Interesting revisionist take on the history of the British in India, centring on one of the earliest corporations, the Honourable East India Company.
IInteresting revisionist take on the history of the British in India, centring on one of the earliest corporations, the Honourable East India Company.
I read this primarily as a quick overview of the history of the Company, needing a primer for some more detailed research on family members who served in the Company's hybrid private/public military force, the Bengal Army.
Robins has something of an agenda - his thesis is that the EIC is the template for the modern amoral corporation, and that a failure to remember the lessons of its history led inevitably to the 21st century corporate malfeasances of Enron and others. More deeply, he suggests that large corporations are inherently corrupting of markets, of their own executives, and ultimately of themselves. That they are, essentially, not a useful construct.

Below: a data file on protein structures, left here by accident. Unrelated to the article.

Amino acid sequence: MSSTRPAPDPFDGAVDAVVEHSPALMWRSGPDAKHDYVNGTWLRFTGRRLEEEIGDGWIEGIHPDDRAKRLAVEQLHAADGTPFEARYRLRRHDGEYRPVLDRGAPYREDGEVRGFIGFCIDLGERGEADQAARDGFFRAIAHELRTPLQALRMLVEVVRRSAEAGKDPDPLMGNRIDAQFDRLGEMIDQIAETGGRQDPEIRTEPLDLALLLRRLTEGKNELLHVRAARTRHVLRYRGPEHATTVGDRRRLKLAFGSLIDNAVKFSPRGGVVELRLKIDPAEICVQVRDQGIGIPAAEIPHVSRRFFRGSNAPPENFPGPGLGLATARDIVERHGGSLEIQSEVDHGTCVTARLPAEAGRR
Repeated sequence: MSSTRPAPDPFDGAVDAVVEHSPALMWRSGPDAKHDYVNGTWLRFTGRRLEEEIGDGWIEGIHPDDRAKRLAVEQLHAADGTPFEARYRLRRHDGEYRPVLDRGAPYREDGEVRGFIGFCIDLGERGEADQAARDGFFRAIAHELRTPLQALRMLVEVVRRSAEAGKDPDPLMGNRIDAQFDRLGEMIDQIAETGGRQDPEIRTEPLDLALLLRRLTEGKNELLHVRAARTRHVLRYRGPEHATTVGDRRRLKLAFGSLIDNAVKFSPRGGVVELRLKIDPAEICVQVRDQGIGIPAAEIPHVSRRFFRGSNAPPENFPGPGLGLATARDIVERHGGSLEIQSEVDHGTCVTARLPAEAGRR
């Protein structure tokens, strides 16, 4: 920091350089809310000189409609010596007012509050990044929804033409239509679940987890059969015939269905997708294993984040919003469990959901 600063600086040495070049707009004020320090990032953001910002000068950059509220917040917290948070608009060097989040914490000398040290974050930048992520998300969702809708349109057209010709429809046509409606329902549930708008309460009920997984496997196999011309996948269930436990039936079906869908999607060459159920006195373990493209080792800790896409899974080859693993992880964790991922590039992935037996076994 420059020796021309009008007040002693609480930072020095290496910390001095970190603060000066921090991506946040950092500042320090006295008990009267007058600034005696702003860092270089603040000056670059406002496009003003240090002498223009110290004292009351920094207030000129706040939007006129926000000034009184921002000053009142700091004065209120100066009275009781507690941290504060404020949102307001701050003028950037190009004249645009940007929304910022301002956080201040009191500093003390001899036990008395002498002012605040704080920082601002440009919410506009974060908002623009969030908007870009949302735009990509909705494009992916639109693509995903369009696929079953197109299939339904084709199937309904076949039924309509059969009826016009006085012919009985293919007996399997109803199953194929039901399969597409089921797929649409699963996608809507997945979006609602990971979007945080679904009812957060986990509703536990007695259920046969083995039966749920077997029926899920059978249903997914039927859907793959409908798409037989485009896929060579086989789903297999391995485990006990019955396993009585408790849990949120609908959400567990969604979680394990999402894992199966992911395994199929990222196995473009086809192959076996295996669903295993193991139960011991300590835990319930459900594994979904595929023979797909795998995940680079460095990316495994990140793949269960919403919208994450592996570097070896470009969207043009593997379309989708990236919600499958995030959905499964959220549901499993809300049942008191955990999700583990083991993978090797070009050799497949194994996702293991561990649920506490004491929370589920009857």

In passing he also makes a case that British imperialism in India was almost an afterthought - an artifact of the British state trying clumsily to deal with the aftermath of the EIC imploding. An interesting idea, rather at odds with the traditional historical model of the British Empire, but not without merit.
Well written, with a reasonably straight narrative of the main historical points, embellished with the theses noted above....more